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Phil Jamieson, who has been in the role a little more than 12 weeks, was blown away by the community’s response to its facility, as hundreds of people attended the event on Saturday.
Nurses set up stations testing people’s blood sugar, checking pulses, demonstrating how to correctly apply bandages and showing how many germs are left on people’s hands under a UV light.
The Stroke Foundation of New Zealand tested blood pressure, occupational therapists and physiotherapists demonstrated movement difficulties, and the Women’s Health Bus and Age Concern also provided information.
The Otago Regional Rescue Helicopter, St John and Fire and Emergency New Zealand were on site throughout the day, and the Pasifika community was represented.
"It’s been invaluable for people to see their hospital, and for us it’s about meeting people because often people come in at a vulnerable point, and this is an opportunity to normalise the hospital," Mr Jamieson said.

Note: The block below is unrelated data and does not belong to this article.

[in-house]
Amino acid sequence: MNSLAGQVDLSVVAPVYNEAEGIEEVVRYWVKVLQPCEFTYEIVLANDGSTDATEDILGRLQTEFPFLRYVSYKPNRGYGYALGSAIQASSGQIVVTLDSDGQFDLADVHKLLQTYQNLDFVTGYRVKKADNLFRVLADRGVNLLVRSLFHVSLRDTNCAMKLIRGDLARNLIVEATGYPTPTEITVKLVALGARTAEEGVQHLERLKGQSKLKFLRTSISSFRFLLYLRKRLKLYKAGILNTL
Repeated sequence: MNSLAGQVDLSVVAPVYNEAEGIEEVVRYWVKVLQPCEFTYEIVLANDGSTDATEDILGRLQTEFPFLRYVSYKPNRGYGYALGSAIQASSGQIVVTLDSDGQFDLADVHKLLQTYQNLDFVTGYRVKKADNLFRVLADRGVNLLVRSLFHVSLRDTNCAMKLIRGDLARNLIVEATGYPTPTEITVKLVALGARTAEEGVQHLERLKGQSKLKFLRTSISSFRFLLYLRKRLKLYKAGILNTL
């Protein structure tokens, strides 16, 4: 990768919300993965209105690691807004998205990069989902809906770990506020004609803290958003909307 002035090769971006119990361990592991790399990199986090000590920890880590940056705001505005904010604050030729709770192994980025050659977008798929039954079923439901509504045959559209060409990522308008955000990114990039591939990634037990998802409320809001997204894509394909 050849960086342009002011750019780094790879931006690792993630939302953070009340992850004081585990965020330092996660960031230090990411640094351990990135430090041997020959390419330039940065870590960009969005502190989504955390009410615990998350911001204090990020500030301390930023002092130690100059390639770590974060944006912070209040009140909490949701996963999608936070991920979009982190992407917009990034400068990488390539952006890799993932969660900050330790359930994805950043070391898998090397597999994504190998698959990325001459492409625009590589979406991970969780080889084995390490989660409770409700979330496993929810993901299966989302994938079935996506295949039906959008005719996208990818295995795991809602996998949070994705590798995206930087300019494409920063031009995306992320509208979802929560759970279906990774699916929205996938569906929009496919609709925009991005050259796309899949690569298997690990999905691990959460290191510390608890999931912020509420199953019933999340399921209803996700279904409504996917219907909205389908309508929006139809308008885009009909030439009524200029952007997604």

The hospital was a large community asset and he was incredibly proud of the team behind it.
"We wouldn’t have a hospital without the community."
North Otago community stroke adviser Debbie Huls was "flat-out" all day testing blood pressure.
"It’s been really beneficial — people have really, really appreciated it," she said.
Women’s Health Bus nurse practitioner Emma Macfarlane said it was a great day out for "Betty the bus".
"I wasn’t really sure what to expect, but I’ve been pretty much busy talking to people since the start — I’ve loved being a part of it."
Pasifika healthcare assistant Uinta Tapaatoutai said the day was an important experience for her patents to see more of the hospital.
"They get to see what goes on behind closed doors — they get to see the other services for their community," Mrs Tapaatoutai said.